Oil industry adjusts to lower prices

But some wildcatters pack up their drill bits as the exploration rush has cooled.

SOURCE: Energy Information Administration/Rich Clabaugh/STAFF

Oil's swan dive from a record high of $147 a barrel last summer to a trading price of $46.10 Thursday, the lowest level in nearly four years, has rattled America's energy industry. But it hasn't flattened it – so far.

What the price drop does mean is that some oil-patch wildcatters have packed up their drill bits as the rush for new domestic exploration has cooled since summer.

"Six months ago everything was roses, and nobody in this business had any inkling that oil prices would decline virtually $100 a barrel," says Alex Mills, president of the Texas Alliance of Energy Producers. Now, he says, "some people have already pulled back on their drilling programs."

No doubt, profits for Big Oil will tumble from this year's record highs. And because of the tightening credit market, many producers – majors and independents – will shut down drilling rigs and trim production in the year ahead.

Fifty-seven percent of the chief financial officers at US oil and gas companies said it's "credit capacity restraints" that will be their most significant challenge in 2009, according to a survey released Tuesday by the accounting firm BDO Seidman.

The oil executives' No. 2 concern is falling prices. While some oil traders are speculating that crude could sink to $30 a barrel in the first quarter of 2009, the outlook from the Energy Information Administration (EIA) has average prices for next year at $63.50.

Sixty-dollar-a-barrel oil is a strong price for the industry, say energy experts and insiders – still higher than 2005 prices.

"The oil industry never imagined that prices would go to $147," says Amy Myers Jaffe, an energy expert at Rice University in Houston. "Obviously, some things have changed if you are a consumer and you are going to the pump, but really, from the industry's point of view, nothing has changed."

For the majors – who have very deep pockets and long-term outlooks – this might be the case. Chevron, which posted $7.89 billion in earnings in the third quarter this year, says its capital program – money intended for finding and developing new sources of energy – will probably remain at a 2008 level of $22.9 billion next year.

"We have experienced a number of years of strong earnings and cash flow that have enabled us to invest in high-quality projects that are either now on line or will start up in the coming year," said Chevron spokesman Kurt Glaubitz in an e-mail response to questions.

Chevron, Exxon Mobil, BP, Royal Dutch Shell, and ConocoPhillips collectively earned $44.4 billion from July 1 to Sept. 30, a 58 percent jump over that period a year earlier, according to the Associated Press, mainly because of the steady climb in prices that peaked at $147 per barrel on July 11.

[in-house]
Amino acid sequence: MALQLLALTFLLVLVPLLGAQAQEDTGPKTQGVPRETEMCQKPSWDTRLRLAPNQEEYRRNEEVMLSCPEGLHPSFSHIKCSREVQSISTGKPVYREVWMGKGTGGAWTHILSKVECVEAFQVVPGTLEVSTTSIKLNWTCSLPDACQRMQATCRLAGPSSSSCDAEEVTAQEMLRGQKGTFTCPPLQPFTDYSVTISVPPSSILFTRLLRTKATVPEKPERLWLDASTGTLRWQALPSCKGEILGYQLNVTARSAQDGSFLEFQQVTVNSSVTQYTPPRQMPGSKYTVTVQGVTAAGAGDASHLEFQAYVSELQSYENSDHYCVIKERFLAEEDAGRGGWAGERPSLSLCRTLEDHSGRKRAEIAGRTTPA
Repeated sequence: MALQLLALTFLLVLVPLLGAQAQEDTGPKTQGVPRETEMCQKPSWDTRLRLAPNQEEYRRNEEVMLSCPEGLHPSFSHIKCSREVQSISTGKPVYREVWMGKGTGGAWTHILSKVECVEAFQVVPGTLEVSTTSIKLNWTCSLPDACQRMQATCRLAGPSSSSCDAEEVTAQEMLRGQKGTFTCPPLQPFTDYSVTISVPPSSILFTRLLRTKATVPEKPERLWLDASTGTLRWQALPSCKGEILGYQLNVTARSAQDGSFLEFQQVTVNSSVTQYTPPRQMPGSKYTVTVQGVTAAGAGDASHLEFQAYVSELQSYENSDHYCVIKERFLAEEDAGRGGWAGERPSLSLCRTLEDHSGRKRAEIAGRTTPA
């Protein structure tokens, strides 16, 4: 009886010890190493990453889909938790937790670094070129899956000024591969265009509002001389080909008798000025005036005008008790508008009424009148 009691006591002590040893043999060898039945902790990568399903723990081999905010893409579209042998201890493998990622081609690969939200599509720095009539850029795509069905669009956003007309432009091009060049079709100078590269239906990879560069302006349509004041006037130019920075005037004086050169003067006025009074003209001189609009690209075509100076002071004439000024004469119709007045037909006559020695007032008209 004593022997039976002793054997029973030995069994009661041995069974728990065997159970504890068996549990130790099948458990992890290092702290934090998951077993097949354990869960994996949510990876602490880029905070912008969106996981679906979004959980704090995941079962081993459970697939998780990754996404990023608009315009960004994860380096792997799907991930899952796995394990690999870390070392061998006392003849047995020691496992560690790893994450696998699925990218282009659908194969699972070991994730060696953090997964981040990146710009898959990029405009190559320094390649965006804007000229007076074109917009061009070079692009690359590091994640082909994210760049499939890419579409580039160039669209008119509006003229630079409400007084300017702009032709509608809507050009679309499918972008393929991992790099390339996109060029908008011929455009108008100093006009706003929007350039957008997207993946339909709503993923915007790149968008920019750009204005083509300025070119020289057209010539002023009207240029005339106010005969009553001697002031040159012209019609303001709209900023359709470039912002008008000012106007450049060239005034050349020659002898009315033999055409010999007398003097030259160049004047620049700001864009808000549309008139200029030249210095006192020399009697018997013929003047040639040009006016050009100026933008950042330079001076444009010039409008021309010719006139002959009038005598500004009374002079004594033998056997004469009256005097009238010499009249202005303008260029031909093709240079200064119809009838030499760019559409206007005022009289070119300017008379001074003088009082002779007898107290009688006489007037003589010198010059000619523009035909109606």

The rapid fall since then is largely due to grim economic forecasts and the slowdown in overall global demand. While the Organization of Petroleum Exporting Countries (OPEC) is expected to lower production levels at a meeting in Algeria on Dec. 17, the EIA says that oil prices will "primarily depend on the magnitude and duration of the economic downturn as well as OPEC and non-OPEC behavior."

The industry has certainly endured down cycles before and will again, says Sara Banaszak, an economist with the American Petroleum Institute, an industry group. But producers and drillers will back off more expensive, or marginal, operations, she says.

"When demand is high, more marginal resources will go into production." Now, Ms. Banaszak says, "higher-price areas will come out of production.... The marginal fields are the ones that respond to changes in price and demand."

Bruce Vincent, president of the Houston-based independent oil and gas company Swift Energy, takes a somewhat Darwinian view of the price plunge. It gets rid of many of the upstarts who were trying to cash in on rising prices, he says.

To be successful in this business, says Mr. Vincent, requires patience and prudence. But it also requires adjusting to markets. Swift, which is one of the top 50 energy companies in the United States, will have to reduce capital budgets and release some rigs, he says.

Drilling rig counts are already down across Texas, the largest US petroleum producer. Rigs, used to explore for oil and gas, dropped from 925 on Oct. 17 to 899 as of Nov. 14, according to Mr. Mills of the Texas Alliance of Energy Producers.

"Some drilling companies have laid down some of their rigs. Whether they'll let those crews go or not remains to be seen," Mills says.

But industry experts and insiders alike don't foresee large-scale layoffs, such as those during previous slumps.

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